Great Lent in Ukraine

Easter for Ukrainians is a great holiday eagerly awaited and seriously prepared for. The countdown to the most important holiday for all Orthodox Christians begins from the start of Great Lent, which starts immediately after Masnytsia.

Want to learn more about Lent and its significance for Ukrainians? Then our article will be useful and inspirational.

Duration and stages of Great Lent

For every Orthodox Ukrainian, Great Lent is the most important fast. It lasts longer than other fasts and implies a complete spiritual and physical cleansing of a person, being part of the preparation for the Easter celebration.

Great Lent schedule

Lent lasts 48 days and is divided into 4 events:

  1. Quadragesima (Forty-Day Fast). It is a reminder of how Jesus spent 40 days in the desert without food, preparing to preach. He later told his disciples that the power of prayer and fasting drives out the devil and sinful thoughts. Since then, believers have been preparing for the bright celebration of Easter in the same way to overcome the sinfulness of human nature.
  2. Lazarus Saturday. This is the day when Jesus Christ resurrected the holy and righteous Lazarus. The celebration falls on the 6th Saturday of Great Lent and symbolizes the miracle of the resurrection.
  3. Entry of the Lord into Jerusalem. Another name for the holiday is Palm Sunday, which falls on the 6th Sunday of Great Lent. Jesus solemnly arrived in Jerusalem on this day and would soon be recognized as the Messiah.
  4. Holy Week (Passion Week). These are the last 6 days of Lent, followed by Easter Sunday. This week is believed to be the most unique and significant in the church circle.

Last week of Lent

The Ukrainian Orthodox Church claims that the last week of Lent is unique for several reasons. First, the word “Great” is added to the name of each day of the week, for example, Great Monday, Great Wednesday, etc. And secondly, during this weekly period, divine services are held in the church, which will not be repeated throughout the year.

The last week of Great Lent is called “Strasnyi Tyzhden” or the Holy Week (Palm Week). The name occurs from the word “strazhdaty” (suffer) and symbolizes what Jesus Christ experienced after Palm Sunday (the day he entered Jerusalem). Since then, Jesus endured suffering, crucifixion, death, and then resurrection.

Important events took place every day during this Holy week:

On Great Monday, Jesus drove the merchants out of the temple, who “turned the house of prayer into a den of thieves.” Then, together with his disciples, he dried up the fig tree, finding no fruit in it;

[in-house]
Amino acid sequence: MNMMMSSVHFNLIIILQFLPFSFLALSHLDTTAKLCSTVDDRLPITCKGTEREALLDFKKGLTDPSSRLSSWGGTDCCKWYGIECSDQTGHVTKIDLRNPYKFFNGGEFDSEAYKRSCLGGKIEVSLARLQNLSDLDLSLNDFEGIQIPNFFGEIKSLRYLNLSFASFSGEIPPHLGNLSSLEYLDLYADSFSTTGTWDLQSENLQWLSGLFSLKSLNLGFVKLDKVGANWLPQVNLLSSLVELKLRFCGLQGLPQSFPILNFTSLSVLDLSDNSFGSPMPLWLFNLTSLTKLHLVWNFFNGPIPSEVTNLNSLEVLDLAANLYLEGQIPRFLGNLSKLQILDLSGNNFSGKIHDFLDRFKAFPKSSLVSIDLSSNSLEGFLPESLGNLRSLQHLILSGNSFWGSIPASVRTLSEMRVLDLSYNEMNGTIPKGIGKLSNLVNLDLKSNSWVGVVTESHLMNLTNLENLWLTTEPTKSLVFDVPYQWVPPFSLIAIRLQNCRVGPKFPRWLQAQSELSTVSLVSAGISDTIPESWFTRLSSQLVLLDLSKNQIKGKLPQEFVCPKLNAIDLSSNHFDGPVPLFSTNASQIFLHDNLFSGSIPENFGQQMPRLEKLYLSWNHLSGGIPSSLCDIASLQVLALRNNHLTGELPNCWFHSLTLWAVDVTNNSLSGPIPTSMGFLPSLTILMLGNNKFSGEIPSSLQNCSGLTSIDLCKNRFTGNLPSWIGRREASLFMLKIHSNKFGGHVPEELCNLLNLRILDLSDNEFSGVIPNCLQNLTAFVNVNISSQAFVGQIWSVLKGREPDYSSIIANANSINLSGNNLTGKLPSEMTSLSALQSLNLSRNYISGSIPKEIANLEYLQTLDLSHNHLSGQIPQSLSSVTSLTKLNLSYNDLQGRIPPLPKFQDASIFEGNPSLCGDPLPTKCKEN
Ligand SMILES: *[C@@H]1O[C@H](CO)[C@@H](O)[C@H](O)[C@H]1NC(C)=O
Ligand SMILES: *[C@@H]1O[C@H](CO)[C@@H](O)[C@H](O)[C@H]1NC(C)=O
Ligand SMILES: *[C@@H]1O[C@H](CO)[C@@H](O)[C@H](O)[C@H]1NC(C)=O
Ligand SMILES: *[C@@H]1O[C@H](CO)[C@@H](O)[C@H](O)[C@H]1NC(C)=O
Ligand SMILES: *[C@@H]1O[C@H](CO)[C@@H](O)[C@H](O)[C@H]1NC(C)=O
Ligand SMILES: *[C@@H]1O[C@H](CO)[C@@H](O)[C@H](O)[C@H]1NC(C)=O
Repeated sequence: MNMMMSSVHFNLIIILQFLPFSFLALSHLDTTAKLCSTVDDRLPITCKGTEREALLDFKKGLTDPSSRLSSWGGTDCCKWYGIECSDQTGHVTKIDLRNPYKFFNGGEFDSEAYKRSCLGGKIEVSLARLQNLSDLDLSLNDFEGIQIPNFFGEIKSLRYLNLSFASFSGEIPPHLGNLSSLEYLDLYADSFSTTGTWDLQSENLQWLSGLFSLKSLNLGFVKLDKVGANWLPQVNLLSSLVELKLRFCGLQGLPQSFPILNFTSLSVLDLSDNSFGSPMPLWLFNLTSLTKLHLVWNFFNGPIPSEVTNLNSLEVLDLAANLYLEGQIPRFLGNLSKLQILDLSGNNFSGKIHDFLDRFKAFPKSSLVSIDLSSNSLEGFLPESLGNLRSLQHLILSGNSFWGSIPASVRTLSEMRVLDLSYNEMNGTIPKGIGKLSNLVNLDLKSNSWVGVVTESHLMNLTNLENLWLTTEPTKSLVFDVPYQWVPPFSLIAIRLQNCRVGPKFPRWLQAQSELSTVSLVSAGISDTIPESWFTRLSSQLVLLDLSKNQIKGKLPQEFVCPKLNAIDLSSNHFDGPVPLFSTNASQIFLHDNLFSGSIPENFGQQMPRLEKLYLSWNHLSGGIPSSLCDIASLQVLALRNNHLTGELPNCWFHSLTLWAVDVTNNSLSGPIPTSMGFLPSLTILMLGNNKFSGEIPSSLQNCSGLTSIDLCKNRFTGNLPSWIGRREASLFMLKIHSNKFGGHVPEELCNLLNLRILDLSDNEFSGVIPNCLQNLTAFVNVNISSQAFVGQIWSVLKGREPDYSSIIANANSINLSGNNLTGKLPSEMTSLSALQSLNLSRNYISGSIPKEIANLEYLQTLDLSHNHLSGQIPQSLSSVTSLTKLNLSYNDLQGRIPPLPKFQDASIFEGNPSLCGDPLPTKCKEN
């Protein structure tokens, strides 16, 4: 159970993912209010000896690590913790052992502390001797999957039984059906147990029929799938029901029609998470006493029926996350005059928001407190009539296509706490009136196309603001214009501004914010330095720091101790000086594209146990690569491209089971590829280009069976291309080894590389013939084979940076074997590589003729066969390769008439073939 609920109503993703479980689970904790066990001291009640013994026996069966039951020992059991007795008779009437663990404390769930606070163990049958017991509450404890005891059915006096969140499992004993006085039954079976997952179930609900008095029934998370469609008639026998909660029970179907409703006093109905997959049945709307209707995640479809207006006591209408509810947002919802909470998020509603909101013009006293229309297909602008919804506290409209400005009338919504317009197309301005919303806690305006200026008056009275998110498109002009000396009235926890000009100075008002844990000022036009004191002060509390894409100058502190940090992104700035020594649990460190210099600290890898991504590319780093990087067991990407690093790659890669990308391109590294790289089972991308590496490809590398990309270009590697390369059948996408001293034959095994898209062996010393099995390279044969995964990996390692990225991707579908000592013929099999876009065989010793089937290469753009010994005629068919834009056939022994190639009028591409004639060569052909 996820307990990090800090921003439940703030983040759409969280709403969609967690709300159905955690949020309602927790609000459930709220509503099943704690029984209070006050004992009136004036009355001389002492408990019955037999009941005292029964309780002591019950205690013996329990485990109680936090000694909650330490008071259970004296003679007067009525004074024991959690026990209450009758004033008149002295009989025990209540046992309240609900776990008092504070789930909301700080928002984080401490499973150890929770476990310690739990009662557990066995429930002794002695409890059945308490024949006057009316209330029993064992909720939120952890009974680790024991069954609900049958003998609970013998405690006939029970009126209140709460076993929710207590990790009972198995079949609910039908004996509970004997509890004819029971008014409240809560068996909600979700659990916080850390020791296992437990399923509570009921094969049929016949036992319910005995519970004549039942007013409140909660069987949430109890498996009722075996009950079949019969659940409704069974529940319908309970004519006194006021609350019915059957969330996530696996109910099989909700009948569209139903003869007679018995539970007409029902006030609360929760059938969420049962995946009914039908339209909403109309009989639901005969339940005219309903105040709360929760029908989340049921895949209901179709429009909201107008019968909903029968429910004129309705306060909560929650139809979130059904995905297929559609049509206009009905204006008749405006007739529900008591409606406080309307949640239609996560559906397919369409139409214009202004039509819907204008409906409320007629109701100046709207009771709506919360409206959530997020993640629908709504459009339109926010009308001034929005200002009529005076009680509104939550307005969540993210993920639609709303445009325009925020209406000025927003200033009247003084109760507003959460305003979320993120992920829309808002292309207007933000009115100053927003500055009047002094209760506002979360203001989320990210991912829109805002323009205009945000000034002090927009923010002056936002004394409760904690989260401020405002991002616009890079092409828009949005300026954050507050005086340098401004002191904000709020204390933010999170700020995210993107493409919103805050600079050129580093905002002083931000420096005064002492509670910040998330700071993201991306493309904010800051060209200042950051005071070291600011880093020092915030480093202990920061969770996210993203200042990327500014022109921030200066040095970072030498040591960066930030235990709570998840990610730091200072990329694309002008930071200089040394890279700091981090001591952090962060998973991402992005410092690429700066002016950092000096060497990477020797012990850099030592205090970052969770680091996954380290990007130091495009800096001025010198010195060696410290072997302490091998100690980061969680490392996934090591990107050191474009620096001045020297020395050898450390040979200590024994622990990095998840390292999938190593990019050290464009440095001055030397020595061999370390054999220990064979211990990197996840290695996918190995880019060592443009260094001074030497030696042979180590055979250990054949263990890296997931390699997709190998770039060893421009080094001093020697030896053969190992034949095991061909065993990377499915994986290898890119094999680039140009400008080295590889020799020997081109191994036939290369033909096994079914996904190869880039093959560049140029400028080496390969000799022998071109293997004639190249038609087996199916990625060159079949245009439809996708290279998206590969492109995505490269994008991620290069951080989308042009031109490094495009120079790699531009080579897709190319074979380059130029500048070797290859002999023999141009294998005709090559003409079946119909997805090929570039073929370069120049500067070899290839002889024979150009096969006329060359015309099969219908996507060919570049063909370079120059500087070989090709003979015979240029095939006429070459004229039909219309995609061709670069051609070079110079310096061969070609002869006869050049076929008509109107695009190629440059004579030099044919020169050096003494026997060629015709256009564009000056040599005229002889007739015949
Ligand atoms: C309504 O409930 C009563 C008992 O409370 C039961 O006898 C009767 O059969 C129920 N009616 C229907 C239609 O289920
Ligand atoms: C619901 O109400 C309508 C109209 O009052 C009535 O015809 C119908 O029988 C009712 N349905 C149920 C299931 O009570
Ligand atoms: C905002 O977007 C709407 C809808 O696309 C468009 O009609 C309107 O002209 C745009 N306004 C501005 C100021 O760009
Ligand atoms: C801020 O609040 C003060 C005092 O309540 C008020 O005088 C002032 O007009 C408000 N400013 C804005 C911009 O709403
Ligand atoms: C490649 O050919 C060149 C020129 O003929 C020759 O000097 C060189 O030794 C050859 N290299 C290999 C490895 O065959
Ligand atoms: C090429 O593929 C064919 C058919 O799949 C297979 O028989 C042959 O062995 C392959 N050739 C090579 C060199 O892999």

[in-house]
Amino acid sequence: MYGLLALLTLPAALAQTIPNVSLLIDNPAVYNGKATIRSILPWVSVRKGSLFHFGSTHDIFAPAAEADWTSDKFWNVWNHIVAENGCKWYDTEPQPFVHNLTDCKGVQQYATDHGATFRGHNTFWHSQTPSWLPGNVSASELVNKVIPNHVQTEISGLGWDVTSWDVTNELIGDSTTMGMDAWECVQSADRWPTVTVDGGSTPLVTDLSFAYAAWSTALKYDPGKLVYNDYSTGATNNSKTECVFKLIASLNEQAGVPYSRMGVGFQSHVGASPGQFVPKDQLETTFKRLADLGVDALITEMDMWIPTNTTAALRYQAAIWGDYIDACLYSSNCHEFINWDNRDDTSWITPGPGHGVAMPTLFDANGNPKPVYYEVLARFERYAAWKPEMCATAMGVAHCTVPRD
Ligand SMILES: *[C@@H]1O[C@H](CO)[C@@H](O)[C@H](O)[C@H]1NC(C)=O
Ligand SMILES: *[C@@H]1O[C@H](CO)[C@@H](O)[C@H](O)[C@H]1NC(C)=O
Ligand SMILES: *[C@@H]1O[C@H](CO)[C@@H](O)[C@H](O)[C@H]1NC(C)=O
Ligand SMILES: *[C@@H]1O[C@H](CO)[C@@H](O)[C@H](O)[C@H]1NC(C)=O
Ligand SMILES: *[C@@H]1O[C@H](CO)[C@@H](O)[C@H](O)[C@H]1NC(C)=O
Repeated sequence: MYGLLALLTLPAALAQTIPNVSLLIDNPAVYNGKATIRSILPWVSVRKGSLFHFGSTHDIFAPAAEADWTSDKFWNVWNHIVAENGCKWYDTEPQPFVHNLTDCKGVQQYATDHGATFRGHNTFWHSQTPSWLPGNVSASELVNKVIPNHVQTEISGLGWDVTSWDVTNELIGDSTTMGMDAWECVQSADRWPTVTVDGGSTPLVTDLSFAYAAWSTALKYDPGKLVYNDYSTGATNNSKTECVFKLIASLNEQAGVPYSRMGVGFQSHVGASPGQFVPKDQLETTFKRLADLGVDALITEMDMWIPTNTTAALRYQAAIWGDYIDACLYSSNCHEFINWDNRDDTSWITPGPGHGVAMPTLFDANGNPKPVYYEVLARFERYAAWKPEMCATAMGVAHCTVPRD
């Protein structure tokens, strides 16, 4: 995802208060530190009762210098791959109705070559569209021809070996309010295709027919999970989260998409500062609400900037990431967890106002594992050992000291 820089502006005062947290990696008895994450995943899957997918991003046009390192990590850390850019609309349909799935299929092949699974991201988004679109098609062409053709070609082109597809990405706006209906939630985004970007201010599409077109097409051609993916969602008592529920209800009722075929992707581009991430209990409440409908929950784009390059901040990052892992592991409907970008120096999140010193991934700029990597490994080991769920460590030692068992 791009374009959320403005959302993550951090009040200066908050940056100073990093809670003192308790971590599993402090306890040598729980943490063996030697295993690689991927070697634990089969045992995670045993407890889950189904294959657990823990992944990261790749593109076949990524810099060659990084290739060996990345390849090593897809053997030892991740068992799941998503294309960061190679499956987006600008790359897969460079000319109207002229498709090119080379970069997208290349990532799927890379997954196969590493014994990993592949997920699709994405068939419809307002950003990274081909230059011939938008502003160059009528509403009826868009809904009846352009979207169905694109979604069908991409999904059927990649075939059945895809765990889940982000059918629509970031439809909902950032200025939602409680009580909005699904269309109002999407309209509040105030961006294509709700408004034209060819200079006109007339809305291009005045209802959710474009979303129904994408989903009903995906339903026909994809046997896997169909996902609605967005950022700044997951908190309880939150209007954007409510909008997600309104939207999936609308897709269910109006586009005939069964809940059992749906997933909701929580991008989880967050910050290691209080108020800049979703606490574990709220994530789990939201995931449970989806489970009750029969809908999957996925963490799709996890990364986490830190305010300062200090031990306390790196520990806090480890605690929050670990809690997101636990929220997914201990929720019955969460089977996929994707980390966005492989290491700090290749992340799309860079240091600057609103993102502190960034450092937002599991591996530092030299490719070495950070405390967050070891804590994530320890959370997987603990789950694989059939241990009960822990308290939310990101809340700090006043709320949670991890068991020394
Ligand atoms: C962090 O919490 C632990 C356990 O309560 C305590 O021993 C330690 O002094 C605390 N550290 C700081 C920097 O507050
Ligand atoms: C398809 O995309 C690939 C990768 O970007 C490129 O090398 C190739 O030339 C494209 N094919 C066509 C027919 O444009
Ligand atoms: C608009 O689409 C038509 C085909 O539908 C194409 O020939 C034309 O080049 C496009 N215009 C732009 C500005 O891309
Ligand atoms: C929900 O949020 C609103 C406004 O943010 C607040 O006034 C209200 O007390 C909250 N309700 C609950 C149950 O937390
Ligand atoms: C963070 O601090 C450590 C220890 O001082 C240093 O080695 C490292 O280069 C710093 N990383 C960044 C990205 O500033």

on Great Tuesday, people recalled famous fables and discussed their meaning during the Gospel readings;

on Great Wednesday, we all remember the betrayal because on this day, Judas Iscariot  decided to betray Jesus;

on Great Thursday, Christ washes his disciples’ feet as a symbol of his love for them and humility. Also, at the Last Supper, they drink wine and eat bread, which means union with God;

on Great Friday, they think about the suffering that Jesus Christ endured because of the unjust condemnation of people;

on Great Saturday, there came a day of silence when the body of Jesus Christ was buried in a coffin;

on Great Sunday, the bright feast of Easter begins, which symbolizes the miraculous resurrection of the Savior.

What is allowed and forbidden to eat during Great Lent

The fast implies eating only lean food. You can only eat a few types of products and not overeat allowed dishes. The list of prohibited products includes:

– meat, meat dishes, and broths;

– fish (however, sometimes, fish dishes are eaten on non-strict days);

– eggs and dishes cooked from them;

– dairy products, including cheese, sour cream, and kefir (fermented milk drink);

– sweet and flour products based on butter, eggs, and milk;

– alcoholic beverages (can be drunk only on non-strict days).

Among the allowed products are:

– products of plant origin (fruits and vegetables);

– pickles (pickled cucumbers, pickled tomatoes, sauerkraut);

– nuts and dried fruits;

– crackers, dryers, and bread;

– mushrooms;

– porridges cooked with water;

– tea, jelly, and water.

There are relaxations of restrictions on some days. So, on weekends, vegetable oil and red wine are allowed. The strictest days are the first 4 days from the beginning of Lent and the week.

It is very important to remember to end the fast gradually. Ultimately, it is vital to carefully switch to the usual diet to maintain mental strength and not provoke health problems. Therefore, it is recommended to add previously prohibited foods to the diet step by step, in small portions. This will allow you to feel the meaning of Great Lent and take good care of your health.